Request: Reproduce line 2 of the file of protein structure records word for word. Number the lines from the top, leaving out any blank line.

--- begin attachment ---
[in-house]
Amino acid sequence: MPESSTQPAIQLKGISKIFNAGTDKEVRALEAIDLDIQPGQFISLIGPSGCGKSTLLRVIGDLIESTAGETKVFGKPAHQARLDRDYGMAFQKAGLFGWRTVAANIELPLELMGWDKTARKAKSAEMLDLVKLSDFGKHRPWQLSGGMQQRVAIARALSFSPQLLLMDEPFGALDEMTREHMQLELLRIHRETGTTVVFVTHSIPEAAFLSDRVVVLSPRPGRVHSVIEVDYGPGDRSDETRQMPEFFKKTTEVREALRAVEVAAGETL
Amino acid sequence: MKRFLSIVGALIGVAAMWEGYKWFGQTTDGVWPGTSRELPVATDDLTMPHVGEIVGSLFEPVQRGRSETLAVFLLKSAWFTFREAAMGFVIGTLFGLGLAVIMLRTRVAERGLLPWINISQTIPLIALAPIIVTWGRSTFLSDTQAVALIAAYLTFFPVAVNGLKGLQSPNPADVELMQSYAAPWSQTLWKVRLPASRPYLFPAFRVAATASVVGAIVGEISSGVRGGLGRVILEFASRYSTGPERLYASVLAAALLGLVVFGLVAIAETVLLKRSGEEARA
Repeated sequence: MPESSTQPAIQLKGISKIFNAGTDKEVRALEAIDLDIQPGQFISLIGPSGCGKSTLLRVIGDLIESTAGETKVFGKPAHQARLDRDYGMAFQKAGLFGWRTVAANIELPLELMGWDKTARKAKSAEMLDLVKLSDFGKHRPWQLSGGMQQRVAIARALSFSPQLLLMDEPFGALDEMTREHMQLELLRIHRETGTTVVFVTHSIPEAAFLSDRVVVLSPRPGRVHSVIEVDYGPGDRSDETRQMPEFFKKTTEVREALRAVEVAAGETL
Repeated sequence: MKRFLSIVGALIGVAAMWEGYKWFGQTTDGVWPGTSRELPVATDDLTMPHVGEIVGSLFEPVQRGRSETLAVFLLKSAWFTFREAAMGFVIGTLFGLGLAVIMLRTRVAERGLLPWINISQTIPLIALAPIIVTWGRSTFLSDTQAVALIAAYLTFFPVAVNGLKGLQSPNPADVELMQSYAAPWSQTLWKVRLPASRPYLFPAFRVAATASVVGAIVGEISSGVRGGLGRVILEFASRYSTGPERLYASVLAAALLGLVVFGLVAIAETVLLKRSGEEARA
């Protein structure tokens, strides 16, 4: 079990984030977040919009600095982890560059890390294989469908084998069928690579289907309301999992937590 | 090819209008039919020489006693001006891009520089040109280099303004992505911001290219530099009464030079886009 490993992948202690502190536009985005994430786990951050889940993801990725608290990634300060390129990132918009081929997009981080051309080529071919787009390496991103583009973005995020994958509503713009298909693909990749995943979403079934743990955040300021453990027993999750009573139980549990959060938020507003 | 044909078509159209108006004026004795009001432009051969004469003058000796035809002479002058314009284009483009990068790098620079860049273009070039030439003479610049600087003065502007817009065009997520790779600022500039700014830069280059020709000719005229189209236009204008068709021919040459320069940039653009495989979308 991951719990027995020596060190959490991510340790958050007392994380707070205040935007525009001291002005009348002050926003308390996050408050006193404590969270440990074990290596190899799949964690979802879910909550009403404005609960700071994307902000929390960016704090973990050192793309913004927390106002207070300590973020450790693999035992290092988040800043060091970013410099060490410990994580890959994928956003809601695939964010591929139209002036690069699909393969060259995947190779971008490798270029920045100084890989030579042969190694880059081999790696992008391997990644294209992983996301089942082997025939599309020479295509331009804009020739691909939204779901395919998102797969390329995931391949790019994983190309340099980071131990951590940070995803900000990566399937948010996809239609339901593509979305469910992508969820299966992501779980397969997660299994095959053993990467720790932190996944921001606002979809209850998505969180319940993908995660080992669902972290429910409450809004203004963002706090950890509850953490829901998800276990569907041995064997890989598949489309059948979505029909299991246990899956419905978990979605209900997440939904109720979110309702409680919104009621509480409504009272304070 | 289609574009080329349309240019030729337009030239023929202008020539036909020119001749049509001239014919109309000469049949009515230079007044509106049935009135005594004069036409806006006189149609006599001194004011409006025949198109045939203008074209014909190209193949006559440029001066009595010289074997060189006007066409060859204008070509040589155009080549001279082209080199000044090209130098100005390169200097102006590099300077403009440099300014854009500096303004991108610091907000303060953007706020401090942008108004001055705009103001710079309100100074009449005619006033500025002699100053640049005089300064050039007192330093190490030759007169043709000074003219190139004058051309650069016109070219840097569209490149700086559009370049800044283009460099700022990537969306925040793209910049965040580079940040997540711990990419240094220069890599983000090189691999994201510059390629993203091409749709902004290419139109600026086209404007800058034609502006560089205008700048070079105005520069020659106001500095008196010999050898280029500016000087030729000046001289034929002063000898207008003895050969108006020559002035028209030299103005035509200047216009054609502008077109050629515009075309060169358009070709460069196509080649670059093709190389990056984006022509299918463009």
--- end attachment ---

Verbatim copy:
Amino acid sequence: MPESSTQPAIQLKGISKIFNAGTDKEVRALEAIDLDIQPGQFISLIGPSGCGKSTLLRVIGDLIESTAGETKVFGKPAHQARLDRDYGMAFQKAGLFGWRTVAANIELPLELMGWDKTARKAKSAEMLDLVKLSDFGKHRPWQLSGGMQQRVAIARALSFSPQLLLMDEPFGALDEMTREHMQLELLRIHRETGTTVVFVTHSIPEAAFLSDRVVVLSPRPGRVHSVIEVDYGPGDRSDETRQMPEFFKKTTEVREALRAVEVAAGETL